Step 4: Get a 3D Printed Sample
Once you have a CAD sample you are happy with, you can have it 3D printed. Now, as an “old man” in this space, I can say how lucky you guys are nowadays – 3D printing is more and more accessible and therefore cheaper.
But be careful on who you give access to your CAD files and concept. I know all the Startup Weekends I helped organize would get upset at me now, but while you want to be open about your product to get feedback – you don’t want to be open about your design files and IP. This is like the source code of a mobile app, people with this CAD file can mass produce it.
This is where it may be more beneficial to work with a 3D printing company you trust – even better one you can visit in person. Order a few of them to be printed out, and be proud of how far you have come.
Now that you have a physical piece in your hand, your new product design is so close! But it isn’t time to celebrate.
While I am making this sound much easier than real life, I’ll add some of the hiccups that often come. For example, my Electrapour product, had LED lights, PCB board, and various plastic materials. Sourcing all those components took ages! Spreadsheets of different factory quotations for each component, ordering samples from each of them, confirming the quality of the materials, the cost.
Step 5 – Look at Your Materials & Think About Mass Production
Mass production should always be on your mind, but it will especially become true at this phase. By now, you have a physical sample of your product (well, 90% close, a hand made 3D printed sample isn’t the same as mass production), various component factory pieces, different choices for materials, CAD design (s), drawings, and probably some new white hair.
There are a few options from here. Will you work with 1 factory, or many? Many people end up finding a factory off Alibaba that makes “bar products” if the product is a “bar product” (in my case). Here’s the thought process
Positive: They Have Experience in Your Product Line
Working with a factory that has experience in your product line will make things much easier. They will know the common pitfalls in the new product development stage dealing with the materials and requirements. They may have an engineering team who can help you in the process of tweaking your current CAD file and other design files. It will speed up the process and make things go smooth.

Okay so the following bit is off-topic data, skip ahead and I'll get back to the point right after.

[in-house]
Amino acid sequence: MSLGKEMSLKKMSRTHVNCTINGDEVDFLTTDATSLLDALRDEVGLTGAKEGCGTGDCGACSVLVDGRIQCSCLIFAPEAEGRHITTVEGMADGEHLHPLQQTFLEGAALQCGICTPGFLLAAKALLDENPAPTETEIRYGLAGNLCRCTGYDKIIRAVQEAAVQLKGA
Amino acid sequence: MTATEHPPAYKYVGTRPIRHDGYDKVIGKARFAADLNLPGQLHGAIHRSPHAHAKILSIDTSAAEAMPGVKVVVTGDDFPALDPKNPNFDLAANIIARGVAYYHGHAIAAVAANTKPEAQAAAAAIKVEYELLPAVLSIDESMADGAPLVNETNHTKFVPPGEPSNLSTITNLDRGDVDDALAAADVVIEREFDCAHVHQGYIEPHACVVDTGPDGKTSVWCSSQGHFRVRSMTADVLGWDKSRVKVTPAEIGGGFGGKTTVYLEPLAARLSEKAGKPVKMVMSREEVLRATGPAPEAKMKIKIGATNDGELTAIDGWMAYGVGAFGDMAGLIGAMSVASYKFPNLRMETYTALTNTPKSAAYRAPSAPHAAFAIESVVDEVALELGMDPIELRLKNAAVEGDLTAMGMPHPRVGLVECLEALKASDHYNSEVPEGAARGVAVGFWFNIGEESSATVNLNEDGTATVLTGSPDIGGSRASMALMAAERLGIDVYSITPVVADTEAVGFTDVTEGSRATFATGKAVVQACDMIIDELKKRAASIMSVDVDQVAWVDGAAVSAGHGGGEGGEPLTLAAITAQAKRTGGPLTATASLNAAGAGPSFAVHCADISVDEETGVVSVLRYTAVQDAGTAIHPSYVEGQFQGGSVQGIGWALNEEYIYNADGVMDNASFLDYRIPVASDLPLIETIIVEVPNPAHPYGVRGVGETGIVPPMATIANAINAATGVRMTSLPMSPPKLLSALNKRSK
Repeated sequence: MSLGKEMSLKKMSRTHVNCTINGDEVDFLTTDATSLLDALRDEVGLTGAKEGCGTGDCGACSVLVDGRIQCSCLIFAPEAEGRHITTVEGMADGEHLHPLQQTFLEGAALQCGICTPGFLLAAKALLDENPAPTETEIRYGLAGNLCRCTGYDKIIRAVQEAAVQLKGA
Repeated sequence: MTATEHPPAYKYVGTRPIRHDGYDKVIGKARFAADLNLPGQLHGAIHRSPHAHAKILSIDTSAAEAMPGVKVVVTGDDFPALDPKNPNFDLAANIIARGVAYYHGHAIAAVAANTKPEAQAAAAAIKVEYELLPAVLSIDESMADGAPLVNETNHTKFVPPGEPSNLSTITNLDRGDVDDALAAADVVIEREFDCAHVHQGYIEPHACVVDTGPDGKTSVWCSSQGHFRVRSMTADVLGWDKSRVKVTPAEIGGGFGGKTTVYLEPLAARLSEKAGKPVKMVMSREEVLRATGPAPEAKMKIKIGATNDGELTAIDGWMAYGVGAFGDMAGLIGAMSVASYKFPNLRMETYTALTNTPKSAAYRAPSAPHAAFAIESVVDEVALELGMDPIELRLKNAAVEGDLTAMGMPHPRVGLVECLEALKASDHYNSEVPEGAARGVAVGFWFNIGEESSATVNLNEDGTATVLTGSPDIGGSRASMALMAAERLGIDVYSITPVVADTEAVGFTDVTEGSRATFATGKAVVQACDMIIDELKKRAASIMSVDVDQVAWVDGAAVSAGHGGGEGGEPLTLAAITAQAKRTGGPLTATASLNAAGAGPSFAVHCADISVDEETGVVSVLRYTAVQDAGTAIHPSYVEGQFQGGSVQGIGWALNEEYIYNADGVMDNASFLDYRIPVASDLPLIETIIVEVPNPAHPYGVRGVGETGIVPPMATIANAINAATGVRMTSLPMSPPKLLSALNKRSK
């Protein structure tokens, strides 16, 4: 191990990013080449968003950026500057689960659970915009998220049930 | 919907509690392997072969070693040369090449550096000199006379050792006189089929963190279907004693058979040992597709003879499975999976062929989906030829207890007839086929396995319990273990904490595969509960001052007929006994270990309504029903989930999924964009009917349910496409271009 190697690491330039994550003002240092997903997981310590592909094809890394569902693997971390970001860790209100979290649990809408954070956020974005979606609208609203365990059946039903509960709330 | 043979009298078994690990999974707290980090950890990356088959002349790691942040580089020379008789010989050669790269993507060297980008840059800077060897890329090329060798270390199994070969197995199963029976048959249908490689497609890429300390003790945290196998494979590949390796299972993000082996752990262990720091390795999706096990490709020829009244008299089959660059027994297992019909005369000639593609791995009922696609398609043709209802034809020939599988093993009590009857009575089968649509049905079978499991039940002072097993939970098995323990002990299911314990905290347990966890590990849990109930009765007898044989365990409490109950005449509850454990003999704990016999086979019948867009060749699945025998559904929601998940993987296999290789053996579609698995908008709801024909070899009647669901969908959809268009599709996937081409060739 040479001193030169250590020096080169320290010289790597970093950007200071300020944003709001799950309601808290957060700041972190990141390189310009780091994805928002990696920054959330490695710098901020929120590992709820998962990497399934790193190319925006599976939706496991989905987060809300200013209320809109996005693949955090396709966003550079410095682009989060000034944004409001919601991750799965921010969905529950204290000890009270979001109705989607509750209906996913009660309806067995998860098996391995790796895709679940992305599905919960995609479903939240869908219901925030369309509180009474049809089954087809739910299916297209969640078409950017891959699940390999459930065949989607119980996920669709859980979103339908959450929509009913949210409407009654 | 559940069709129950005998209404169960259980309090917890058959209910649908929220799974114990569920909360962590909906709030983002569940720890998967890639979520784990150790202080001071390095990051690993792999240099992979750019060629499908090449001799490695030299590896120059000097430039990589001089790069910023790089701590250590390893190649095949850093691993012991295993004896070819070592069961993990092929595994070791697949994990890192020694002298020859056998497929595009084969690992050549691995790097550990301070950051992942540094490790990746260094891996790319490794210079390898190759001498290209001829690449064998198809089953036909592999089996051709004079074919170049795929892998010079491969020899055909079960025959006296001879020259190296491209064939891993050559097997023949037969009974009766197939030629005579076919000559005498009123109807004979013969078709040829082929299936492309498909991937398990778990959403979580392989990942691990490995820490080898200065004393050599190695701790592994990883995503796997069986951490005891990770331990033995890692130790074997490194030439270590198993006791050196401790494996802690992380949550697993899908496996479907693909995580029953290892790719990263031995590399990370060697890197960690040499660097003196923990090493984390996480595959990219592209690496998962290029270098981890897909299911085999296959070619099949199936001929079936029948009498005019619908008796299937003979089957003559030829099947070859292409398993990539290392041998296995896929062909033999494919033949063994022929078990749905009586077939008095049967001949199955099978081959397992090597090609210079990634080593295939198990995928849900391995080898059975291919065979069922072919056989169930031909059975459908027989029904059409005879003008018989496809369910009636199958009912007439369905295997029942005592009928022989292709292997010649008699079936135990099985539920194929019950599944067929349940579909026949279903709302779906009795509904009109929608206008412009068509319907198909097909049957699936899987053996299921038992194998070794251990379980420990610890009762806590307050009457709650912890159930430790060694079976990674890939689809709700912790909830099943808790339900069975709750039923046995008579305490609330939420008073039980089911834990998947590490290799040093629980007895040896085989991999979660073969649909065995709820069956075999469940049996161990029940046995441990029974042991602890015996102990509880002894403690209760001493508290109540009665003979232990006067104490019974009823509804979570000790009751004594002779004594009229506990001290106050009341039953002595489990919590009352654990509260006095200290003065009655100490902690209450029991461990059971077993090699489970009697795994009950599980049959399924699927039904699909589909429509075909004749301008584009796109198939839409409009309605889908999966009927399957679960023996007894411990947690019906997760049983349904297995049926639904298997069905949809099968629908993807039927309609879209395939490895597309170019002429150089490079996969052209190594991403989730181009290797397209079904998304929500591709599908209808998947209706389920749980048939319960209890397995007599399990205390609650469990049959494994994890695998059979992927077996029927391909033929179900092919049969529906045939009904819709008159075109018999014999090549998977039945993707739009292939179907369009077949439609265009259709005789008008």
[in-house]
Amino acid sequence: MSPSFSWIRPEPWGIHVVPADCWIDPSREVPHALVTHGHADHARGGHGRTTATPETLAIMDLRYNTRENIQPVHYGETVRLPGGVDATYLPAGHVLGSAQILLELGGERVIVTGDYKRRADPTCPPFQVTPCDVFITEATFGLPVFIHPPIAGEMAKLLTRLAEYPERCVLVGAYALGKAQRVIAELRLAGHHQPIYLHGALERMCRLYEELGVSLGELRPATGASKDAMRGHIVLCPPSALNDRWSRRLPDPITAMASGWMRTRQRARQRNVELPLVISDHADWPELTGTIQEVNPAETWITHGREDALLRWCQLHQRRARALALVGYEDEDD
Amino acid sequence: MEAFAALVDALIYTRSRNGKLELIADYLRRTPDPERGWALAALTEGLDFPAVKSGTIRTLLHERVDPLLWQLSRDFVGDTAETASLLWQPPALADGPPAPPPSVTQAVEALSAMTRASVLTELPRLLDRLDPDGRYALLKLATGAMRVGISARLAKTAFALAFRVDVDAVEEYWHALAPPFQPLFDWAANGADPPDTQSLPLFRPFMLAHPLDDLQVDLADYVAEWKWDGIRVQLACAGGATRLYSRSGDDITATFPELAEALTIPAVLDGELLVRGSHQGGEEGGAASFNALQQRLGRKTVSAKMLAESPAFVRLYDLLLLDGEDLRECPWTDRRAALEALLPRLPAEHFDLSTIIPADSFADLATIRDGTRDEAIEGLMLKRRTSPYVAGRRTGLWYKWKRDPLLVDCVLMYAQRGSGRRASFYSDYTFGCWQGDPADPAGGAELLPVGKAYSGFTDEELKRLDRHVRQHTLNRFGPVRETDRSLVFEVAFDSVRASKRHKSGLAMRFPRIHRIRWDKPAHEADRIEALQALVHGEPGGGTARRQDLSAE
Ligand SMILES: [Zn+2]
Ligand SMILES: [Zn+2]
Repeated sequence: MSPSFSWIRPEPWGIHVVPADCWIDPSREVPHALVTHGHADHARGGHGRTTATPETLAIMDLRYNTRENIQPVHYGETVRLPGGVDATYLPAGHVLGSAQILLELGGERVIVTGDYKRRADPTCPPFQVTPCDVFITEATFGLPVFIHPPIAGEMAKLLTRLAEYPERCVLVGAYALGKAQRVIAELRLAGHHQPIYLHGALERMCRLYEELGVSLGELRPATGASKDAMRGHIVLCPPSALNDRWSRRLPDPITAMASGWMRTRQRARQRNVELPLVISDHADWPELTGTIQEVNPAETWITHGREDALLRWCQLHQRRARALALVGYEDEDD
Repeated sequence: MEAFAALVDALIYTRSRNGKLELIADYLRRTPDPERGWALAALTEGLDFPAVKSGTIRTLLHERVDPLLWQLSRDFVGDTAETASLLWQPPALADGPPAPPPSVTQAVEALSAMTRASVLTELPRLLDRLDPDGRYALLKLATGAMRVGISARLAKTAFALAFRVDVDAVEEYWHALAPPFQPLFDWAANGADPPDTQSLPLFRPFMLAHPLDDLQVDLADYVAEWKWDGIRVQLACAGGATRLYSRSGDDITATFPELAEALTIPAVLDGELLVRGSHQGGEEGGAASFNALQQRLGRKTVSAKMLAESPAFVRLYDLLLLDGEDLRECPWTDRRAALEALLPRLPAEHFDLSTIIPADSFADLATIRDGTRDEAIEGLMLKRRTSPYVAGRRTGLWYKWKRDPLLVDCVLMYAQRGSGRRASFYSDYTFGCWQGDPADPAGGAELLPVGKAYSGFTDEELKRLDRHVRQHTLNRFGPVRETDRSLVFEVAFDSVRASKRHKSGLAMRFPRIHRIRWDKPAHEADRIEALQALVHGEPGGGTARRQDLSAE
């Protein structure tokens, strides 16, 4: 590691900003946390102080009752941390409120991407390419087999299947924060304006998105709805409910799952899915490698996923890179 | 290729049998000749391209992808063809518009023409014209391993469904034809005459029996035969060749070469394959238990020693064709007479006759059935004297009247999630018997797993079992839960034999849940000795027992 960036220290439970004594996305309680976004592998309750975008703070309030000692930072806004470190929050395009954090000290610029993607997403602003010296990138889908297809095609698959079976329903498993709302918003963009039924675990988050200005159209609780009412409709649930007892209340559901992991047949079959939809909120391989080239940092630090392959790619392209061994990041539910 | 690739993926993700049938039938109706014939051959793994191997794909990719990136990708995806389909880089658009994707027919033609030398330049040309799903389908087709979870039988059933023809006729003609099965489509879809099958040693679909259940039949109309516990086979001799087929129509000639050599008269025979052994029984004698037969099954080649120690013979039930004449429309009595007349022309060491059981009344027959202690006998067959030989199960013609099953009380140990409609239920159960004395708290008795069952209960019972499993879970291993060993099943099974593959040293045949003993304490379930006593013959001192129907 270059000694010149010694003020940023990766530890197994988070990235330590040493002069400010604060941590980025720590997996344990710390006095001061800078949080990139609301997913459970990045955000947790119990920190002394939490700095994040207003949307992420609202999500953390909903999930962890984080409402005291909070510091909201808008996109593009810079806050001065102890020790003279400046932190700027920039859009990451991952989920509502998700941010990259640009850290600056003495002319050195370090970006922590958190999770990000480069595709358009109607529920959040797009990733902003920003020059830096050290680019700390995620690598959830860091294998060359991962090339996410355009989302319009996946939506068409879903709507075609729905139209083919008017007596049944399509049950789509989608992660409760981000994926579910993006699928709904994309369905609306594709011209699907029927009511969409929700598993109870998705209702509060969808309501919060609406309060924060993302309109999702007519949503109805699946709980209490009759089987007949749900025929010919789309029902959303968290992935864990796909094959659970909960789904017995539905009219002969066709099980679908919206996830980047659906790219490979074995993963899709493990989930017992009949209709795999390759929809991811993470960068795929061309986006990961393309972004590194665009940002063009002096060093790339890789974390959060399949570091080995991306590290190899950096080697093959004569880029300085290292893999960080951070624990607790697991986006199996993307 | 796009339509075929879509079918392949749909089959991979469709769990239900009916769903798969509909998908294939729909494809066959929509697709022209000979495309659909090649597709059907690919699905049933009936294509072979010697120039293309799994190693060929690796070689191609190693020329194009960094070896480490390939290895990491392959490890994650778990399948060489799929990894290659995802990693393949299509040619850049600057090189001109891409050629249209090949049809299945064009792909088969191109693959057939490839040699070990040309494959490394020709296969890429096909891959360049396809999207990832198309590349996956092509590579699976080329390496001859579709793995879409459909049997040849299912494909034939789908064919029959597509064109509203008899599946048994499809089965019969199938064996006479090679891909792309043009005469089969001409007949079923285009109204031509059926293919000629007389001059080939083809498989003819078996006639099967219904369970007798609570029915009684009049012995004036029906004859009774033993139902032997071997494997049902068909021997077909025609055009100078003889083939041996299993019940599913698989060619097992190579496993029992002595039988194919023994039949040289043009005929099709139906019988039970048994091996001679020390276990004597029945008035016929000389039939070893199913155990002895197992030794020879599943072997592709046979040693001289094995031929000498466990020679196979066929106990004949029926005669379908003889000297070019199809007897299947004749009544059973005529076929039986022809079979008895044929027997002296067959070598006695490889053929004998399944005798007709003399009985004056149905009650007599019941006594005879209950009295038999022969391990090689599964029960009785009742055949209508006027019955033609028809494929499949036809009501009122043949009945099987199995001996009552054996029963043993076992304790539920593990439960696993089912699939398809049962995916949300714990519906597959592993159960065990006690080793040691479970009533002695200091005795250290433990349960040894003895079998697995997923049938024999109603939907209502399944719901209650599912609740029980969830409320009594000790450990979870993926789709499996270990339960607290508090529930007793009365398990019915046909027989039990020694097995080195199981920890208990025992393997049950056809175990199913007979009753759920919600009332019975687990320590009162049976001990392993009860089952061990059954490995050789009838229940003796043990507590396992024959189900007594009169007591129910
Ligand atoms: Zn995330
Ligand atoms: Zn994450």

Negative: They Can Become Your Biggest Competitor
On the other side of the coin is – they can most easily become your competitor. They are getting regular inquiries on Alibaba for products similar to yours. They may get tempted to show off your newly designed product at an upcoming Canton Fair or Global Sources show. They may get even more tempted when a new Alibaba lead comes in asking for your exact product.
To be fair, it is easy to blame the Chinese factory for copying. While often they are at fault, also consider American or other country competitors who are sending your new product sample back to Chinese factories asking to “copy” or “can you make this product” without ever mentioning it is a new design.
So with this in mind, let’s talk IP.
Patents and Trademarks, and China – Oh my!
Now, please don’t read this article and then email me questions first asking for an NDA. An NDA to me shows you are a rookie and that you don’t know what you are doing. I would instead suggest, anyone that you share your idea with can copy you. Just accept the fact! Take that mindset and instead put it on TAKING ACTION faster than anyone else. Knowing your target market, your customer better than anyone else.
I say forget about the word patent. It is just not worth it – unless you’re a massive conglomerate with a legal team to back you up and sue entrepreneurs and other conglomerates, I say screw it.
But – I do recommend trademarks. There are a few different choices – but I’d recommend a Chinese trademark and a US trademark (or your major market). This will cost you a thousand or two, but will let you sleep a bit better.
Why a Chinese trademark? Do your own research on this one, but short story is – even if you don’t plan to sell in China, a Chinese trademark gives rights to someone to manufacture the product in China. So if you want to block competitors from using your BRAND when manufacturing in China, you need this.
And BRAND is really the main value you are building. Patent is for the design, but it is so hard to protect a design and enforce it – you just gotta go all in with your marketing and branding of the product.
And brand is about community. Use your crowdfunding campaign, your blog, social media, to build a loyal fan base who will buy yours, and only yours, brand.
If you are successful, you will be copied. That is a sign you have “made it”, so while it is painful (yes, I’ve been copied), try to stay ahead of the game and keep innovating.
Another Option – Use Multiple Factories
Again, this is best used if you will remain in China. Or, you can find trusted “black box” service providers like my friend Mike Bellamy at Passage Maker China 9999. This is a practice of buying the components from various subcontractors and then shipping them to be assembled by a third party.
The benefit here is your factory is less likely to be your competitor. I say LESS likely, because of course anyone can buy the actual product (Amazon USA ships to China now, FYI!) and break it down and reverse engineer it.